The situation becomes critical when considering two factors: Most companies don’t know there is a problem, and it’s those very companies that are spending billions of dollars a year on recruitment advertising.
It’s a matter of dollars and cents—what job sites, search engines, social networking sites and other advertising sources are providing the best return on investment? Top recruiting teams and HR departments understand that without accurate candidate-source data, you can’t conduct that analysis.
The good news is that this challenge can easily be conquered by asking the proper questions and putting some simple tracking measures in place. One of the advantages of online recruitment advertising versus traditional avenues like print is that it’s 100 percent measurable, but companies need to take advantage of the tracking opportunities. Job sites and search engine marketing (SEM) are two of the growing sources of hire, so it’s imperative that companies act now to really know where those hires are coming from.
There are four steps in making the most of a recruitment advertising budget:
• Assign: Make someone in your company responsible for tracking and measuring the effectiveness of your recruitment advertising.
• Automate: Implement automated candidate-source tracking with your applicant tracking system (ATS) or career site vendor.
• Analyze: Review your cost-per-applicant and cost-per-hire data to determine which sources perform the best.
• Adjust: Optimize your recruitment advertising investments by shifting the budget to sites and sources that deliver the best ROI.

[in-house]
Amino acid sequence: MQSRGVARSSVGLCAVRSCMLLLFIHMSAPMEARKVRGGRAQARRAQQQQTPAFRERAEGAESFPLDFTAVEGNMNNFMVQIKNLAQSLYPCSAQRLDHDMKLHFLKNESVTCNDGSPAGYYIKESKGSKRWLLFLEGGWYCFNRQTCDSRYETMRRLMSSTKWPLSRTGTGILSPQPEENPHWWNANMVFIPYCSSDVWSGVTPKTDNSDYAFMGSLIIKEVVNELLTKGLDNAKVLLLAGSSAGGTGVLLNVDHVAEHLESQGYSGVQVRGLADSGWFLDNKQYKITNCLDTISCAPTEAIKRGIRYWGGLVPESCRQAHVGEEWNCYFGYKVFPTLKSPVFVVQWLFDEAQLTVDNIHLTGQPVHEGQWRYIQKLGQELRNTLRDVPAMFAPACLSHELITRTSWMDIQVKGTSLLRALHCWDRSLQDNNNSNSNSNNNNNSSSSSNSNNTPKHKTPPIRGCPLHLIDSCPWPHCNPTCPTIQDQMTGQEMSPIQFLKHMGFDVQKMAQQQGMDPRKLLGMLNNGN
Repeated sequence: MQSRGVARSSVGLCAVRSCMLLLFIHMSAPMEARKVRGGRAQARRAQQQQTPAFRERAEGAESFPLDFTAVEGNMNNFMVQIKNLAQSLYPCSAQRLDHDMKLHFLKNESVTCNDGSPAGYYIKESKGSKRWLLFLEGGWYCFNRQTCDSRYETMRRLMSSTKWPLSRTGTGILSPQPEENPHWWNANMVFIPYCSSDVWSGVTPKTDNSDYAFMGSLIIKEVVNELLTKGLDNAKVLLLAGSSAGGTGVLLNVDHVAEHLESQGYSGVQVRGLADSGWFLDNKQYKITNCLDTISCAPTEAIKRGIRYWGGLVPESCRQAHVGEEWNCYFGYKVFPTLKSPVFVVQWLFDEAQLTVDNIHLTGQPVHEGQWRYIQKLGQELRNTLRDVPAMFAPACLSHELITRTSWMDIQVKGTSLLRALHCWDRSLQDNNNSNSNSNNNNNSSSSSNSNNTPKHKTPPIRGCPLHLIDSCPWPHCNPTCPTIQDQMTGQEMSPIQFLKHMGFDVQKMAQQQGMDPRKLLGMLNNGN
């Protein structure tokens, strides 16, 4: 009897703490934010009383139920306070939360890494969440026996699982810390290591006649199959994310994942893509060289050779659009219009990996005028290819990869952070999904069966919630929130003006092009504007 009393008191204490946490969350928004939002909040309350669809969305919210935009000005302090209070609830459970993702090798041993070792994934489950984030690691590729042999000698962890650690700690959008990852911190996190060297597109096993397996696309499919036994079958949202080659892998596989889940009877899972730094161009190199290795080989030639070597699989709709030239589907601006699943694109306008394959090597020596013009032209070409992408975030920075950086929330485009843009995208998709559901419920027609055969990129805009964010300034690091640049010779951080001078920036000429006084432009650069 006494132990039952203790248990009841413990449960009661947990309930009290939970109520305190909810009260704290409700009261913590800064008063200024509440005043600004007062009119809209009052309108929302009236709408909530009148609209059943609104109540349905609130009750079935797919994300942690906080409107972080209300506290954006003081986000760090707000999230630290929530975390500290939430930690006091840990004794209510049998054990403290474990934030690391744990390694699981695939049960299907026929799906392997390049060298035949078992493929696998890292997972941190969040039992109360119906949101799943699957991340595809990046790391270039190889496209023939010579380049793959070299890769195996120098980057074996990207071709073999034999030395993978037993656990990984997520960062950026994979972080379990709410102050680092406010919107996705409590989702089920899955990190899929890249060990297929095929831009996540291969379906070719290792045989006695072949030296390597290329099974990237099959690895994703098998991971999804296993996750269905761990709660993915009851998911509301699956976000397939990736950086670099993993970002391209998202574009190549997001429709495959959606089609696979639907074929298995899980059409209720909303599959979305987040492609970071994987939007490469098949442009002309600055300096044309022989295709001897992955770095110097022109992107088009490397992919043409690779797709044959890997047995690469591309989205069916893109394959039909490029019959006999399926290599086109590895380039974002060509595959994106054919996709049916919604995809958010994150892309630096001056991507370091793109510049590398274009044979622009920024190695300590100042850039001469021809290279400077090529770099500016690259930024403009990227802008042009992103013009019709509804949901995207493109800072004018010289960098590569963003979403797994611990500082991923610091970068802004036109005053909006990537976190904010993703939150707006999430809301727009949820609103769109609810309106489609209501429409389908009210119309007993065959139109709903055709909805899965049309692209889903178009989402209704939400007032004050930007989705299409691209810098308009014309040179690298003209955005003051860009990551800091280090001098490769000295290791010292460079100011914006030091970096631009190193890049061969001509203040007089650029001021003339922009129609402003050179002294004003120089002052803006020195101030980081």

For each of the four A’s, there is a checklist of best practices to implement a concise approach within the organization.
Step 1: Assign
The most important piece of the candidate-source tracking puzzle is not technical at all; it’s human. Companies that do not have someone specifically responsible for measuring the effectiveness and resulting ROI of recruitment advertising often have no idea what their investments are delivering in terms of candidates and hires.
As recruiting teams become more accountable for their recruitment advertising decisions and more strategic in their individual roles, this type of analysis is critical for their future success.
The good news is that there is a shift toward adding this responsibility within recruiting teams, especially in larger organizations. Having someone responsible for recruiting operations and the day-to-day analysis of the company’s recruitment advertising performance can reveal budget-saving opportunities.
Some argue that this job is handled by the ATS or HRIS administrator and doesn’t need to be its own position. Those same arguments contend that the recruiting team can request source-of-applicant and source-of-hire reports whenever they want, so why make it someone’s job to look at them?
Candidate-source tracking needs to be a priority, and leaving it in the hands of recruiters and ATS administrators means it can get forgotten. Considering that some companies’ job site contracts are hundreds of thousands—even millions—of dollars per year, assigning this responsibility is critical.
Assign: Checklist for success
• Think like a CFO—always be thinking about ROI.